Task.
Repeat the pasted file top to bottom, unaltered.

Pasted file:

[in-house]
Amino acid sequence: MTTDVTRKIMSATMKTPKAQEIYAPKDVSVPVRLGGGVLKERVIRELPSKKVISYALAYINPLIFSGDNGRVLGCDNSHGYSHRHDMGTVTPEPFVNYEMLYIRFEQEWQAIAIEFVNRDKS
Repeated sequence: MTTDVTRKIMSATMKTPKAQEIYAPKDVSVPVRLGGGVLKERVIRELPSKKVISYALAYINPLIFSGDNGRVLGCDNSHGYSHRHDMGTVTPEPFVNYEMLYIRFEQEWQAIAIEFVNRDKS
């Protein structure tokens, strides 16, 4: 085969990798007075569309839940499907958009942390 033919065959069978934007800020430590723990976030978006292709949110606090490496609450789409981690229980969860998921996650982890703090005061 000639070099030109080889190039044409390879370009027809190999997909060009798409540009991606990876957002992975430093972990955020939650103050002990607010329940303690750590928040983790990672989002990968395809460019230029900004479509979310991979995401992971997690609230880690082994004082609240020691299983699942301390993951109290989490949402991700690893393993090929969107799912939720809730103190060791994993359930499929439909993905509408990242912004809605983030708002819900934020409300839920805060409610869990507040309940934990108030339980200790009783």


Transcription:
[in-house]
Amino acid sequence: MTTDVTRKIMSATMKTPKAQEIYAPKDVSVPVRLGGGVLKERVIRELPSKKVISYALAYINPLIFSGDNGRVLGCDNSHGYSHRHDMGTVTPEPFVNYEMLYIRFEQEWQAIAIEFVNRDKS
Repeated sequence: MTTDVTRKIMSATMKTPKAQEIYAPKDVSVPVRLGGGVLKERVIRELPSKKVISYALAYINPLIFSGDNGRVLGCDNSHGYSHRHDMGTVTPEPFVNYEMLYIRFEQEWQAIAIEFVNRDKS
């Protein structure tokens, strides 16, 4: 085969990798007075569309839940499907958009942390 033919065959069978934007800020430590723990976030978006292709949110606090490496609450789409981690229980969860998921996650982890703090005061 000639070099030109080889190039044409390879370009027809190999997909060009798409540009991606990876957002992975430093972990955020939650103050002990607010329940303690750590928040983790990672989002990968395809460019230029900004479509979310991979995401992971997690609230880690082994004082609240020691299983699942301390993951109290989490949402991700690893393993090929969107799912939720809730103190060791994993359930499929439909993905509408990242912004809605983030708002819900934020409300839920805060409610869990507040309940934990108030339980200790009783």